Benny Rothman was fortunate in that he had work, his first job being an errand boy in the motor trade. In his spare time, he was discovering the countryside, like many others joining the Clarion Cycling Club. “I was a seasoned camper and cyclist at the ripe old age of 16, or so I thought when I paid my first visit to the Lake District . I was a townie on a heavy ‘sit up and beg’ bike, home made tent and Woolworths map,” he later recalled. He was also becoming politically active and when he was about sixteen began to be drawn in to the activities of the Young Communist League. Politics and outdoor interests naturally came together. In his late teens, he helped establish a Lancashire branch of the British Workers Sports Federation, a communist-inspired organisation which had already led one successful campaign, for sports facilities in working-class Tottenham.
It was what happened at the Federation’s 1932 Easter camp which provided the spark for the Kinder event a few weeks later. The camp was being held a few miles west of Kinder Scout, and the programme included an organised ramble on to Bleaklow. Or at least that was the plan. Benny later recounted what happened: “The small band was stopped at Yellow Slacks by a group of gamekeepers. They were abused, threatened and turned back. To add to the humiliation of the Manchester ramblers, a number of those present were from the London BWSF on a visit to the Peak District, and they were astounded by the incident. There were not enough ramblers to force their way through, so, crestfallen, they had to return to camp.”
Back at camp, retaliation was planned. What was needed, the young people decided, was a body of ramblers so numerous that the keepers would have to give way. Someone came up with a name: the mass trespass.
Benny Rothman later wrote his own account of the Kinder trespass, published to coincide with the fiftieth anniversary in 1982. The original plan, to begin with a rally in Hayfield, was altered at the last minute to outwit the police, and instead everyone gathered in an old quarry a short distance away in the direction of the open moors. Benny Rothman clambered up to address the crowd: “There were hundreds of young men and women, lads and girls, in their picturesque rambling gear: shorts of every length and colour, flannels and breeches, even overalls, vivid colours and drab khaki (khaki shorts and shirts were fashionable at the time), multi-coloured sweaters and pullovers, army packs and rucksacks of every size and shape,” he recalled.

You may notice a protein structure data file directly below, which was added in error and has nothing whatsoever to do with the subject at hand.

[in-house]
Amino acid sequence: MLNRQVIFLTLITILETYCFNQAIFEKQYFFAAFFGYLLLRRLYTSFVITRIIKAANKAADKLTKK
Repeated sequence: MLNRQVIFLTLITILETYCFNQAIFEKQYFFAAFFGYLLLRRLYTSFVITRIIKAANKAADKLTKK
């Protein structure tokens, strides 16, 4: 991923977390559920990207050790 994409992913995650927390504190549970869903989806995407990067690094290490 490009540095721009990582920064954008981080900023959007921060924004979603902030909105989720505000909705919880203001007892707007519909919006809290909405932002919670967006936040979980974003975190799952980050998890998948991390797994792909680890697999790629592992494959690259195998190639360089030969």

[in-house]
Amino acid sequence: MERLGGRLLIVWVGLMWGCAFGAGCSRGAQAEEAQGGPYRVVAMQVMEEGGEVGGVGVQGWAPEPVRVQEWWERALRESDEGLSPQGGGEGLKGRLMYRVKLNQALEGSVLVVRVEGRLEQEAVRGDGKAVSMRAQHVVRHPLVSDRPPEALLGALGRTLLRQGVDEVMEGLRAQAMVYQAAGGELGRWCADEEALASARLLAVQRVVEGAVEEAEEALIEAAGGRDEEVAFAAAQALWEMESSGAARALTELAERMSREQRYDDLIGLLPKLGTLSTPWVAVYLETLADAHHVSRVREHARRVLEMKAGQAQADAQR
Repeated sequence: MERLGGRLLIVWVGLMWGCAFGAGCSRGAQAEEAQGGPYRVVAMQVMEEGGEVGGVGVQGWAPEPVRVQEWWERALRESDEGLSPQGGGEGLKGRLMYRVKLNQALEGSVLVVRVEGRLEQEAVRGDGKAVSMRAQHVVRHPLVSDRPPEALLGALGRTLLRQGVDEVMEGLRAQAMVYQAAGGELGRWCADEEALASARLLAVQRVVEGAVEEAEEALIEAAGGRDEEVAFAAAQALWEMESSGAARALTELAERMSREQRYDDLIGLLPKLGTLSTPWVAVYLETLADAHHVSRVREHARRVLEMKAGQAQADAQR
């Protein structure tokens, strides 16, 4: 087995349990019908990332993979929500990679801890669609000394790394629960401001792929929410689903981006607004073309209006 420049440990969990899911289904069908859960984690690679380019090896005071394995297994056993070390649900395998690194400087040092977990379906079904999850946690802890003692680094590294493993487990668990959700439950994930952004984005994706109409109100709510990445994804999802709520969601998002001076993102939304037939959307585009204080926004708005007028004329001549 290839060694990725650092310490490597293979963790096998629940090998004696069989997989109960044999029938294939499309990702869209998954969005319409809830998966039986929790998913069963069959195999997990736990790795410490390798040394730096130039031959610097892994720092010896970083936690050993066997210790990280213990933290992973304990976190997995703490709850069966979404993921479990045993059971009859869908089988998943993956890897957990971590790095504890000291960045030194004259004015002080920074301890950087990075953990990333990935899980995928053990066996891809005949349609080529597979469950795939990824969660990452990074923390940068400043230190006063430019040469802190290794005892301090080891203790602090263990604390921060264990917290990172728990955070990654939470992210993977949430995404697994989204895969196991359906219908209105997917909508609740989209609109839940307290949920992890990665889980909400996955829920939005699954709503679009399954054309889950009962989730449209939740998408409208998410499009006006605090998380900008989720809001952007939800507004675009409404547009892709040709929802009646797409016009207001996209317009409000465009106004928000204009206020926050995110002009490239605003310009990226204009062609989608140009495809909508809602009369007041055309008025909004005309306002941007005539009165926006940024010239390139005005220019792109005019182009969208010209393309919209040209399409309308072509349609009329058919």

The idea hatched by Benny Rothman and one of his friends was to head northwards close to Kinder reservoir, taking the established right of way up William Clough (then it was generally known as Williams Clough), before breaking off to scramble up the steep hillside towards the Kinder plateau. Another of the trespassers later described what happened: “When we reached William Clough a whistle sounded and we all stopped, then turned right facing up Kinder, as a second whistle sounded. It was then that I saw against the skyline a line of keepers, some of them wielding sticks. A third blast of the whistle and we started scrambling up the steep incline. The keepers offered little or no resistance and we just walked past them…. Having got past the keepers we lined up and marched about 400 yards on to the moors where we met a group of ramblers from Sheffield.”
The plateau of Kinder had been reached, albeit some distance north-west of Kinder Downfall. It was good enough. As Benny Rothman put it, “We were on the holy of holies, the forbidden territory of Kinder.”
Later it transpired that one of the keepers had been slightly injured, and when the ramblers returned to Hayfield the police were ready to pounce. But ironically the prosecutions and prison sentences, widely regarded at the time as vindictive, helped publicise the event and the cause of countryside access. For the establishment, it was something of an own goal.
It’s necessary to add that the Kinder trespass was by no means the only attempt to put access on the political agenda. Year after year, from the mid-1920s to the outbreak of war, the ramblers’ federations held sizeable rallies in Winnats Pass near Castleton. Attempts to shepherd an Access to Mountains bill through Westminster had been regularly made since 1884, and equally regularly had failed. The more respectable ramblers’ bodies were, in fact, deeply angry that Rothman and his comrades had barged into the argument and, as they saw it, compromised their lobbying work. For his part, Rothman retaliated in kind, criticising at the time their tactics as futile (later he accepted that he had been unwise to antagonise potential allies).
Access to Kinder Scout was finally achieved through voluntary agreements in 1952 and in 1958 (though other parts of the Peak District remained forbidden land until 2004). The peat groughs at the back of the Kinder Downfall where once there were only gamekeepers are there to be walked and enjoyed by all. Benny Rothman, who died in 2002, must be there in spirit.